Your Auburn tailgating guide, plus the best local bars and restaurants

John Reed-USA TODAY Sports

Is Auburn really the Loveliest Village on the Plains? Maybe so. If you're in town for a football weekend, you'll want to visit Quixote's, Byron's and Amsterdam Cafe, among other spots.

Auburn and Georgia meet Saturday in the 117th playing of the Deep South's Oldest Rivalry, a game that dates back to 1892. Really, it's the oldest series in the South, dating a few months earlier than Virginia-North Carolina, but since the Cavaliers and Tar Heels have played one more time, they claim the title of "South's Oldest Rivlary." The Georgia game means a great deal to Auburn people, and vica versa, and the town surrounding Jordan-Hare Stadium will no doubt be buzzing this weekend.

The city of Auburn -- if you want to call it a city; it really is much more of a town -- is located in southeast Alabama, roughly two hours from Birmingham to the northwest and Atlanta to the northeast, and 30 minutes from the Georgia state line directly east. Montgomery, Alabama's capital city, is roughly 45 minutes away on I-85 South.

Affectionately known as the Loveliest Village on the Plains, Auburn is home to about 57,000 residents, the vast majority of whom are connected in some direct way to Auburn University. There's a little downtown area with bars, restaurants and shops; a nearby state park; several local golf courses and a museum of fine art. Like most college towns, it has its famous -- at least to locals -- places to eat and drink.

Tailgating at Auburn is a bit spread out, but there's plenty of it. The most central location is directly adjacent to the east side of Jordan-Hare Stadium, located in the shadows of the football cathedral and also the statues of Heisman Trophy winners Bo Jackson, Cam Newton and Pat Sullivan. There's a bust of John Heisman, too -- he was the school's first head football coach, and Auburn is the only school that can claim Heisman as a coach and at least one winner of the award bearing his name. While this tailgating area is the closest to the stadium, it's also a bit controversial. The entire space is operated by Tailgate Guys, a company that sets up and tears down tents, tables, TVs and other tailgating-related accessories. It isn't cheap -- the most budget-friendly package for the full 2013 season costs $2,175 -- but not having to worry about staking claim to a prime spot, setting up at the beginning of the day and packing up at the end is an enticing offer.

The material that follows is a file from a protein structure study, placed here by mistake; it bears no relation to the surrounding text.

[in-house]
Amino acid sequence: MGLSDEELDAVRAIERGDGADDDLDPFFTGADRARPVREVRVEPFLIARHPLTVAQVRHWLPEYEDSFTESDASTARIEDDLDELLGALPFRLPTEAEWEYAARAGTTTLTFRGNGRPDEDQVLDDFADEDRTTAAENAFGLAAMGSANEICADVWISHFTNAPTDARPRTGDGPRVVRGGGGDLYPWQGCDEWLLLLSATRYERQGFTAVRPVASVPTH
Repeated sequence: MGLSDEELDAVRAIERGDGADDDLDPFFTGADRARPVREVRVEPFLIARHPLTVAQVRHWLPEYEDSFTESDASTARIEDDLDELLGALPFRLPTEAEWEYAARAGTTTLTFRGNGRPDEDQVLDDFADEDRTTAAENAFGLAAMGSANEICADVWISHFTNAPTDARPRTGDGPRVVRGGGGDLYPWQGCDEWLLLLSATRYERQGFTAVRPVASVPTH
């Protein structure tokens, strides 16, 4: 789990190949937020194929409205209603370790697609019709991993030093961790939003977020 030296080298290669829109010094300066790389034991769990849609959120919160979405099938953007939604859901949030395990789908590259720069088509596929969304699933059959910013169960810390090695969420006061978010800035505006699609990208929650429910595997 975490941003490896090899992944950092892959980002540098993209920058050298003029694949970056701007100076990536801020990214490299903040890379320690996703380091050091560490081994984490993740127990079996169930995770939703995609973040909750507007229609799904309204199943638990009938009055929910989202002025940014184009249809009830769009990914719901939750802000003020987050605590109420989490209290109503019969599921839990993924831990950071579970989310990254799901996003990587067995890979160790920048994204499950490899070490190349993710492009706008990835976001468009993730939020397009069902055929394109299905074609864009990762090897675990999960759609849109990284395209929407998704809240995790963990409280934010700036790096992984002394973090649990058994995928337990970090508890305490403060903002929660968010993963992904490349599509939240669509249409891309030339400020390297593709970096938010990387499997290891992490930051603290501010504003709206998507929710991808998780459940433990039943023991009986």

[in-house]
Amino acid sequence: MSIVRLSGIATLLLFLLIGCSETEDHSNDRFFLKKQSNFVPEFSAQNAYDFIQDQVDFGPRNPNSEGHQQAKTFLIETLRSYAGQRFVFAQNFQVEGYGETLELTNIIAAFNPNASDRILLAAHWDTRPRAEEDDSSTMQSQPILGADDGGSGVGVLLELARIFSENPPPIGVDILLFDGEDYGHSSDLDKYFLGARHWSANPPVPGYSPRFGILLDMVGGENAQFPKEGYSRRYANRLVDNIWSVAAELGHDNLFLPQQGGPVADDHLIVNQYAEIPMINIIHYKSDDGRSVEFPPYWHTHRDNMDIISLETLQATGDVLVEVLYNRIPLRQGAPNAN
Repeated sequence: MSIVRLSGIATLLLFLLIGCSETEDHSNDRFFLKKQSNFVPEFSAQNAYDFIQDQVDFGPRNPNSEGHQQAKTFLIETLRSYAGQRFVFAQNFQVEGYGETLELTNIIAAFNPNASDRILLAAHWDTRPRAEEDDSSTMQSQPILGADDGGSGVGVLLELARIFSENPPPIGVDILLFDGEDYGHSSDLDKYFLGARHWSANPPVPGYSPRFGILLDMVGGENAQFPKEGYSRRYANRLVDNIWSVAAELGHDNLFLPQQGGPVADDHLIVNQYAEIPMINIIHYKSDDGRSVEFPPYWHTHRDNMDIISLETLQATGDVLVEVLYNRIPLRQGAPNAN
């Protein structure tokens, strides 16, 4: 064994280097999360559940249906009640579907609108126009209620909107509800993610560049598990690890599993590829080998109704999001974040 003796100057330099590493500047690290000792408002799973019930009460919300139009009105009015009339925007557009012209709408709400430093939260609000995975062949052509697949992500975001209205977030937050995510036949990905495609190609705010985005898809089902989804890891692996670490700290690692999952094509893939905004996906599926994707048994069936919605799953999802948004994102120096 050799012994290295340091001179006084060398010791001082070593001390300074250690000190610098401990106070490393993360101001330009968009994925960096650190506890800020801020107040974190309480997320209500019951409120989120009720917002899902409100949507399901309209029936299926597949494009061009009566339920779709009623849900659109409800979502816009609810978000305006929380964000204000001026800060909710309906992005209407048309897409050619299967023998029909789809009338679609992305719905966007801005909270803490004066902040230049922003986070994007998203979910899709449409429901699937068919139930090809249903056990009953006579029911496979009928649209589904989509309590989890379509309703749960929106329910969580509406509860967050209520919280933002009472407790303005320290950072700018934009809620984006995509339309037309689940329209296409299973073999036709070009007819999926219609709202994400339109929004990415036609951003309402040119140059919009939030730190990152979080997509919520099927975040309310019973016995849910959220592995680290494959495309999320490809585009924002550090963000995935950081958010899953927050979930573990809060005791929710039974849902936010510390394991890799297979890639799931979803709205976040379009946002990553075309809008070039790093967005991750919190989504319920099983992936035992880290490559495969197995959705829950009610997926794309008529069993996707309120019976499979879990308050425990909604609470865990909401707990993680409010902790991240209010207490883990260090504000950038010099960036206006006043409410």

Aside from Tailgate Guys' territory, fans set up at various spots around campus. The most popular spot is likely the amphitheater, located a little farther east of Jordan-Hare. A huge green space with tall pine trees surrounded by academic buildings, it's the best spot for anyone who wants to set up early and control every aspect of their tailgating experience. The intramural fields offer another popular location, and really, any green spot on campus will have at least one tent set up.